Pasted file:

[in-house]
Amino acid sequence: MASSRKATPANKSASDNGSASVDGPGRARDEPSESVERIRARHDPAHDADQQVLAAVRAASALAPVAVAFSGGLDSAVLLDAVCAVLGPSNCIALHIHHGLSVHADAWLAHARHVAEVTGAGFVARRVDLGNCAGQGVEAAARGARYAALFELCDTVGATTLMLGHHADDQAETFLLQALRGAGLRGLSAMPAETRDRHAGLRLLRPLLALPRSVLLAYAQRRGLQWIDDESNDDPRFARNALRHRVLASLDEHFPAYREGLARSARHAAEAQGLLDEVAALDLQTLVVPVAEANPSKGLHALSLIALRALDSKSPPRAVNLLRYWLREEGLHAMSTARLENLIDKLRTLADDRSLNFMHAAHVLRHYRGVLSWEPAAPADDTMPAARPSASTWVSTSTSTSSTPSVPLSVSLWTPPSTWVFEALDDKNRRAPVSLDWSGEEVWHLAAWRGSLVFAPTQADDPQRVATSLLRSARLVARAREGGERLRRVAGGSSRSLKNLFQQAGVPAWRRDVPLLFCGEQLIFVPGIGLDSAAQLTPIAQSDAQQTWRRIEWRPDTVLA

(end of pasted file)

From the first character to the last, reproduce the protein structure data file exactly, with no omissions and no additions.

[in-house]
Amino acid sequence: MASSRKATPANKSASDNGSASVDGPGRARDEPSESVERIRARHDPAHDADQQVLAAVRAASALAPVAVAFSGGLDSAVLLDAVCAVLGPSNCIALHIHHGLSVHADAWLAHARHVAEVTGAGFVARRVDLGNCAGQGVEAAARGARYAALFELCDTVGATTLMLGHHADDQAETFLLQALRGAGLRGLSAMPAETRDRHAGLRLLRPLLALPRSVLLAYAQRRGLQWIDDESNDDPRFARNALRHRVLASLDEHFPAYREGLARSARHAAEAQGLLDEVAALDLQTLVVPVAEANPSKGLHALSLIALRALDSKSPPRAVNLLRYWLREEGLHAMSTARLENLIDKLRTLADDRSLNFMHAAHVLRHYRGVLSWEPAAPADDTMPAARPSASTWVSTSTSTSSTPSVPLSVSLWTPPSTWVFEALDDKNRRAPVSLDWSGEEVWHLAAWRGSLVFAPTQADDPQRVATSLLRSARLVARAREGGERLRRVAGGSSRSLKNLFQQAGVPAWRRDVPLLFCGEQLIFVPGIGLDSAAQLTPIAQSDAQQTWRRIEWRPDTVLA